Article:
CPA is one of the best ways of measuring marketing effectiveness and efficiency. Most of this metric often lands in spend on paid media, like paid search and social media ads. Lowering your CPA allows you to not only control costs but reallocate your budget to the most successful campaigns so you can drive more revenue.
What is CPA?
Cost per acquisition (CPA) is a marketing metric that measures the total cost of a customer completing a specific action. In other words, how much you have to spend on marketing to get a paying customer. CPA indicates how much it costs to get a single customer down your sales funnel, from the first touch point to ultimate conversion.
CPA calculations must include the cost of marketing campaigns or other spending to get a new customer. This metric is usually calculated alongside the average customer lifetime value (LTV), return on investment, or cost per action. These three combined will let you know how well you're doing with your marketing budget. This can also help you with various business decision-making.
How Do You Measure CPA?
The CPA is calculated by dividing your total costs (marketing costs) spent by the number of new customers in the same time period. For example, if for one month all your marketing efforts cost about $500 and your number of potential customers is 100, your customer acquisition cost would be $5.
Ultimately, to find your CPA, you divide the cost of a campaign divided by the number of conversions, or people who have taken your desired action.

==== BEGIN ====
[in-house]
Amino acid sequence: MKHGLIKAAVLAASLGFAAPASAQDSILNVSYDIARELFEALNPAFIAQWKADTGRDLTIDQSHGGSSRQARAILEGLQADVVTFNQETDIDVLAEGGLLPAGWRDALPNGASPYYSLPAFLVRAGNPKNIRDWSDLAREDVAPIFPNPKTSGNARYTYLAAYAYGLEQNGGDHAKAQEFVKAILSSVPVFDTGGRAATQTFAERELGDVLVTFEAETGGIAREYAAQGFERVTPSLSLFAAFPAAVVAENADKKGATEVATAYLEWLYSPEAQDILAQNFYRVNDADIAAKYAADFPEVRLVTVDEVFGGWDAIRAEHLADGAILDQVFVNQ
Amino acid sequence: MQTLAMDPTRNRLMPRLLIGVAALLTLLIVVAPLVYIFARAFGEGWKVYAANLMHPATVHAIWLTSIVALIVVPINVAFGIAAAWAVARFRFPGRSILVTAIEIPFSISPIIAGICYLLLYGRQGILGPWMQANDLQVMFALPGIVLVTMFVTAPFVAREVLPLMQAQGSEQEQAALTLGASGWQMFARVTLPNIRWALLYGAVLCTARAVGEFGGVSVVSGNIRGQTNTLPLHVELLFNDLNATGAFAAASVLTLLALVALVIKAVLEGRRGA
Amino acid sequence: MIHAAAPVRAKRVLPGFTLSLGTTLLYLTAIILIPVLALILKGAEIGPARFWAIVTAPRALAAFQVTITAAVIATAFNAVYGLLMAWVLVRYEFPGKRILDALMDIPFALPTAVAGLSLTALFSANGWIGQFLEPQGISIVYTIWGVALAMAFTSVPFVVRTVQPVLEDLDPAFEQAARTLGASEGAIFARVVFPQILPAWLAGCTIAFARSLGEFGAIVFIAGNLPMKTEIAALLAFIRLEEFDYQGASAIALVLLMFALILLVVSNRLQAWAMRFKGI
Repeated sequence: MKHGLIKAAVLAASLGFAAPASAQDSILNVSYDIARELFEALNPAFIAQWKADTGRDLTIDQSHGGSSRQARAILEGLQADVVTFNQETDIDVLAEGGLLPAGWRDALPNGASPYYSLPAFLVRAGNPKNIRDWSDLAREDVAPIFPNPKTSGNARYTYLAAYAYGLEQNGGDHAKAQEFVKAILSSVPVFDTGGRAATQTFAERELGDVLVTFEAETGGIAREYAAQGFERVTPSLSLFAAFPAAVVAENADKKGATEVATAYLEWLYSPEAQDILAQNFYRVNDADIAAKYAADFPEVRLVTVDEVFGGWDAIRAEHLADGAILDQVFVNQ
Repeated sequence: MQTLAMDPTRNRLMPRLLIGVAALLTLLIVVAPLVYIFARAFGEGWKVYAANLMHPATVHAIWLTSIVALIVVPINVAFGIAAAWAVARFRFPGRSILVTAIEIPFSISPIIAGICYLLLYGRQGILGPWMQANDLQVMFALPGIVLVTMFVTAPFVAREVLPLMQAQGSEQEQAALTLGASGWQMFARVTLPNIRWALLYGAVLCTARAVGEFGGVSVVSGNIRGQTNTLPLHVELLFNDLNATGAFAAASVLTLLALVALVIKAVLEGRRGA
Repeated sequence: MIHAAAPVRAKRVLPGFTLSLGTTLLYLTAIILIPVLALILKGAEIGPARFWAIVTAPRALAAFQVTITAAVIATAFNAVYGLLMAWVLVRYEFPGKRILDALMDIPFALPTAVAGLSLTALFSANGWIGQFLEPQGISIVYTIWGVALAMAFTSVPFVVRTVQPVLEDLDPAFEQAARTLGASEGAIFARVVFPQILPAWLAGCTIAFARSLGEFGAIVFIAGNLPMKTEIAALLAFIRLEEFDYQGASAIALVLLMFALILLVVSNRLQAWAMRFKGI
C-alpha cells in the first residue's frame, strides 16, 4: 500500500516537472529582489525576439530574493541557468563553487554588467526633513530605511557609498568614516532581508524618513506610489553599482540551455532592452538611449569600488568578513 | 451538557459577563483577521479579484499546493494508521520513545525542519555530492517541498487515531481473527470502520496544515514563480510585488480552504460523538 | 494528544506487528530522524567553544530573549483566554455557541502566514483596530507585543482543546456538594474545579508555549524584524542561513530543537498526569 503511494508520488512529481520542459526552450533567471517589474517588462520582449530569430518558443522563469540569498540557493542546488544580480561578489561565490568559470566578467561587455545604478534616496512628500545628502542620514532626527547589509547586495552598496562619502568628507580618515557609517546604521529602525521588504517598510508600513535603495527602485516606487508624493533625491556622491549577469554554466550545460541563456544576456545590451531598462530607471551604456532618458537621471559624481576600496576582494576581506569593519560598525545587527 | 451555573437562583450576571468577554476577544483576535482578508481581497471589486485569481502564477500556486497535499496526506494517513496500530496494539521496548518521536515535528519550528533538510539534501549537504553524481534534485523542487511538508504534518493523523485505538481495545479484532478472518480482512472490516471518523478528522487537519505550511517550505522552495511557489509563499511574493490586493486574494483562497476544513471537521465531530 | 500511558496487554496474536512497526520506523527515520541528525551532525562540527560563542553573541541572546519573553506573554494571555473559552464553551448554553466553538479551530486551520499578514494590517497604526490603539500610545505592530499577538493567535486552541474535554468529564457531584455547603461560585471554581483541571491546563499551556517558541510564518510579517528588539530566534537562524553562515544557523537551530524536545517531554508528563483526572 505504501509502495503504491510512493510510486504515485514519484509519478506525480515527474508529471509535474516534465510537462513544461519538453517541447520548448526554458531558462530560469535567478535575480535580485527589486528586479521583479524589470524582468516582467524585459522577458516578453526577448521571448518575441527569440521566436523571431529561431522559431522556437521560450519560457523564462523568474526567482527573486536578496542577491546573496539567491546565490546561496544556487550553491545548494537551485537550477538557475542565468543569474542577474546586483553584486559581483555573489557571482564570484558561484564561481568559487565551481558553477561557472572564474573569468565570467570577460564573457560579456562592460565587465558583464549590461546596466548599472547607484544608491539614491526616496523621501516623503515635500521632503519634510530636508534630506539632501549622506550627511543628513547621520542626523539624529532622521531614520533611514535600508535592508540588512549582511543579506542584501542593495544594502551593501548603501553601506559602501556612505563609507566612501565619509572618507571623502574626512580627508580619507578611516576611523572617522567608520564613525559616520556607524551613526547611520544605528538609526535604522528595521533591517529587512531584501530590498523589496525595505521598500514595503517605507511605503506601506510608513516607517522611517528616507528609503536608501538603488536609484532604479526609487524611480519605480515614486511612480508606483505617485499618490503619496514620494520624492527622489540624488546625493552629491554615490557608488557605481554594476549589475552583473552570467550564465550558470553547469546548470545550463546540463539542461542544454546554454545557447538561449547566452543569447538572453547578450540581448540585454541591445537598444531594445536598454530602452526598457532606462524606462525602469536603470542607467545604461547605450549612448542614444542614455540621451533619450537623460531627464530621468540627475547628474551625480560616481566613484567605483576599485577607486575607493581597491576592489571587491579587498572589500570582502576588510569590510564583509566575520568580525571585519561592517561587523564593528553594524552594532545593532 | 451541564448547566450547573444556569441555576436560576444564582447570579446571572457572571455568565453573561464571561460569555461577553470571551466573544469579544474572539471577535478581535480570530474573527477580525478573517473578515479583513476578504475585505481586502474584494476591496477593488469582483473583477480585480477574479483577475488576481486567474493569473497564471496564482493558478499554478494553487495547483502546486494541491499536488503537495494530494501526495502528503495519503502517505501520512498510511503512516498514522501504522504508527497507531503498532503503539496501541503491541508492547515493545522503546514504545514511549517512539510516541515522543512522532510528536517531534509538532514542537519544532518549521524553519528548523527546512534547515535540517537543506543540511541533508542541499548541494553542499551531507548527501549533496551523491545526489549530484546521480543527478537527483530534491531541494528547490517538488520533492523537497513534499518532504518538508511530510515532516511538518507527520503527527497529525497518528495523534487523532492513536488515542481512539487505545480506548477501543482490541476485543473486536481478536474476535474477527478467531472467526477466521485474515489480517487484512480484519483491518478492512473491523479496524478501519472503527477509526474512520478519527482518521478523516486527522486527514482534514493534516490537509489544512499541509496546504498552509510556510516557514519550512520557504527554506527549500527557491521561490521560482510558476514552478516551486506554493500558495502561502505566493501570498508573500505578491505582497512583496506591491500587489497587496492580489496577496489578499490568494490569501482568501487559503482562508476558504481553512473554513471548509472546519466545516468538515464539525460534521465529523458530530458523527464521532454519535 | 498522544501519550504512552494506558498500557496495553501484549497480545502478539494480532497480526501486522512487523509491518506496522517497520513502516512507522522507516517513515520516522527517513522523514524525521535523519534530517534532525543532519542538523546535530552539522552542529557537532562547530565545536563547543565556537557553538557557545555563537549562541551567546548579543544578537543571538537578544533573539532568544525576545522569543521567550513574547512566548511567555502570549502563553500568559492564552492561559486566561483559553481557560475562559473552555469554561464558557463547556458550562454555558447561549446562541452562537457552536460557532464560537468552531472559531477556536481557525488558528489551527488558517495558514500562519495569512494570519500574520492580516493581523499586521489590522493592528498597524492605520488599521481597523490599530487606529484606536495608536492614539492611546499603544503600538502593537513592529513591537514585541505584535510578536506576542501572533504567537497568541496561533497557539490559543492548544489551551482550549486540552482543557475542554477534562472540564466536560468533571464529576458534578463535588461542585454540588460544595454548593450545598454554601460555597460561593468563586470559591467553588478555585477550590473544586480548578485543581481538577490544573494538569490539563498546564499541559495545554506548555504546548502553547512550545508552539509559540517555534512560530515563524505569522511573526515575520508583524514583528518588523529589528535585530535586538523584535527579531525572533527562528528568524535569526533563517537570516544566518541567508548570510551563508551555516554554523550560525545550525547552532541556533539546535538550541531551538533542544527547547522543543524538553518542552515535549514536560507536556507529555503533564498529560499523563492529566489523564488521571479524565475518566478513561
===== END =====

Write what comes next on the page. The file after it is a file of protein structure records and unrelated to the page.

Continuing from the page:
Why is CPA an Important Metric?
Many marketing metrics are indicators of success, such as conversion rate and visits. Cost per acquisition, on the other hand, is a financial metric used to directly measure the revenue impact of marketing campaigns.
Conversion rates are a primary indicator of marketing success, but CPA provides the business perspective by which to gauge campaign success.
Cost per acquisition is used in paid PPC, affiliate, display, social media, and content marketing mediums: It can also be used for SEO, email, and other platforms without direct advertising costs but that still require overhead (labor, indirect expenses such as content production, etc.).
Online businesses can track cost per acquisition through a variety of methods, including:
- Utilizing UTM parameters to generate link codes for social or affiliate marketing
- Exporting PPC campaign data from AdWords
- Using promotional codes and building custom links for internal campaigns
- Implementing a CRM system
CPA Best Practices
To improve your cost per acquisition, here are some tips you should keep in mind.
Diversify your acquisition strategy: Taking the time to analyze various data to make better decisions is absolutely worth it. Social media, content marketing, affiliate marketing, SEO, landing page, a/b testing - trace transactional customers back to their attribution source to have a good idea of which channels work well.
Track alongside other metrics: Tracking CPA is great, but it's also important to track it alongside other metrics like marketing ROI (ROMI), Lifetime value of a customer, conversion rate, etc. This will help you get a more accurate picture of your target audience, marketing efforts, and the revenue they're generating.
Invest in customer retention: Having a customer come back costs much less than acquiring new customers. Make sure your sales team is successful at onboarding new clients, and those customer relationships are just as good throughout the sale process. This could be done by implementing a loyalty program, giving out promotional codes, retargeting, and maximizing the quality of customer service.
Defining a Quality CPA
There is no universal benchmark in ecommerce for a "good" CPA. Every online business has different margins, prices, and operating expenses. The most important element in determining a desired CPA is understanding these factors and enabling a business to calculate how much they can reasonably afford to pay for acquiring customers.